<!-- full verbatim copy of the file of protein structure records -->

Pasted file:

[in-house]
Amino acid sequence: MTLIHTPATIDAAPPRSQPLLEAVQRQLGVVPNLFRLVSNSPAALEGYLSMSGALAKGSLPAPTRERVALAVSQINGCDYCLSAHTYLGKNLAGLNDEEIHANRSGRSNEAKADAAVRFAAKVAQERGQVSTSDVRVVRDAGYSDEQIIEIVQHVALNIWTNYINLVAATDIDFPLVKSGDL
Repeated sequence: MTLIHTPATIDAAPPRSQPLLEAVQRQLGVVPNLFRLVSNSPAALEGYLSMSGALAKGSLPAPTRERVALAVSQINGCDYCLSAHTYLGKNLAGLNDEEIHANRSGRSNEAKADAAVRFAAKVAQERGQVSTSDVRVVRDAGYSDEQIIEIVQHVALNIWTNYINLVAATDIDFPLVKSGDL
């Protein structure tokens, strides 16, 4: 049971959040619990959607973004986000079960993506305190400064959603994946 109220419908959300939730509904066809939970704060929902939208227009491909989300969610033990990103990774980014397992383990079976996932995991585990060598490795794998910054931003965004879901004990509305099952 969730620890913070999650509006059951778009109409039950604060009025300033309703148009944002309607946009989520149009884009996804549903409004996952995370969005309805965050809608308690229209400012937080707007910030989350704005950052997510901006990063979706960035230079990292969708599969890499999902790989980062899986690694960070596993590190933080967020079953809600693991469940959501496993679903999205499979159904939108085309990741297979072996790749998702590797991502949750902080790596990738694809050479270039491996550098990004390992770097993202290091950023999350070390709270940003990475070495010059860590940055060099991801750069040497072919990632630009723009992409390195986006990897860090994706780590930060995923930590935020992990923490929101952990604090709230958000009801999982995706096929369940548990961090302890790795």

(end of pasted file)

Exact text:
[in-house]
Amino acid sequence: MTLIHTPATIDAAPPRSQPLLEAVQRQLGVVPNLFRLVSNSPAALEGYLSMSGALAKGSLPAPTRERVALAVSQINGCDYCLSAHTYLGKNLAGLNDEEIHANRSGRSNEAKADAAVRFAAKVAQERGQVSTSDVRVVRDAGYSDEQIIEIVQHVALNIWTNYINLVAATDIDFPLVKSGDL
Repeated sequence: MTLIHTPATIDAAPPRSQPLLEAVQRQLGVVPNLFRLVSNSPAALEGYLSMSGALAKGSLPAPTRERVALAVSQINGCDYCLSAHTYLGKNLAGLNDEEIHANRSGRSNEAKADAAVRFAAKVAQERGQVSTSDVRVVRDAGYSDEQIIEIVQHVALNIWTNYINLVAATDIDFPLVKSGDL
């Protein structure tokens, strides 16, 4: 049971959040619990959607973004986000079960993506305190400064959603994946 109220419908959300939730509904066809939970704060929902939208227009491909989300969610033990990103990774980014397992383990079976996932995991585990060598490795794998910054931003965004879901004990509305099952 969730620890913070999650509006059951778009109409039950604060009025300033309703148009944002309607946009989520149009884009996804549903409004996952995370969005309805965050809608308690229209400012937080707007910030989350704005950052997510901006990063979706960035230079990292969708599969890499999902790989980062899986690694960070596993590190933080967020079953809600693991469940959501496993679903999205499979159904939108085309990741297979072996790749998702590797991502949750902080790596990738694809050479270039491996550098990004390992770097993202290091950023999350070390709270940003990475070495010059860590940055060099991801750069040497072919990632630009723009992409390195986006990897860090994706780590930060995923930590935020992990923490929101952990604090709230958000009801999982995706096929369940548990961090302890790795």